In the life of cities / edited by Mohsen Mostafavi, Harvard University, Graduate School of Design.
It feels like we've come full circle, with a book on, if not architecture, then certainly city design. I can't find anything as useful as a table of contents, but the general conceit here is that Mostafavi asked two dozen architects and designers what the relationship is between the design of a city and the life engendered by that design. Whatever the answers are, I can at least say that Sao Paulo, Houston, Paris, Jakarta, and Mumbai are involved. Obviously, there is a connection; in Saskatoon, the distance between places and the way the transport system is optimized for driving calls for a particular way of life. Likewise, Toronto has so many battles over bikes and cars because its sheer population density requires a design that optimizes that density. So the question isn't whether there is a connection, but what sort of connections can exist. Sounds interesting. Too bad no one seems to be particularly interested in answering that in the online material.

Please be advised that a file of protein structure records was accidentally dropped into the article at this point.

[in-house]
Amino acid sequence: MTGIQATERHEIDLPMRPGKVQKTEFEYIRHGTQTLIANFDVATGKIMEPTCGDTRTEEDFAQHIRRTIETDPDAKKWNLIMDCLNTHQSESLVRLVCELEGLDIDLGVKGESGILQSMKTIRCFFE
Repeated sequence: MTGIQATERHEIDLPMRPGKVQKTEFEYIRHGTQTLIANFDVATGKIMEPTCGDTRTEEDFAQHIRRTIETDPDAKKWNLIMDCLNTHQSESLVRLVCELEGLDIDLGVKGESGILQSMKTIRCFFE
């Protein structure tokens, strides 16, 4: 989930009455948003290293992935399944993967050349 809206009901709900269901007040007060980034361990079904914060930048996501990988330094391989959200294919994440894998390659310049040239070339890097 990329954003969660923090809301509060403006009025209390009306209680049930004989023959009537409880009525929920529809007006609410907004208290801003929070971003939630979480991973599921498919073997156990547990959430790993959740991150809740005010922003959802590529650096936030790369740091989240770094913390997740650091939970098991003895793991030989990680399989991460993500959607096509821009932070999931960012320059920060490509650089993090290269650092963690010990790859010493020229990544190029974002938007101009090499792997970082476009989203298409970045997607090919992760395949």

That's it for this week. See you next time.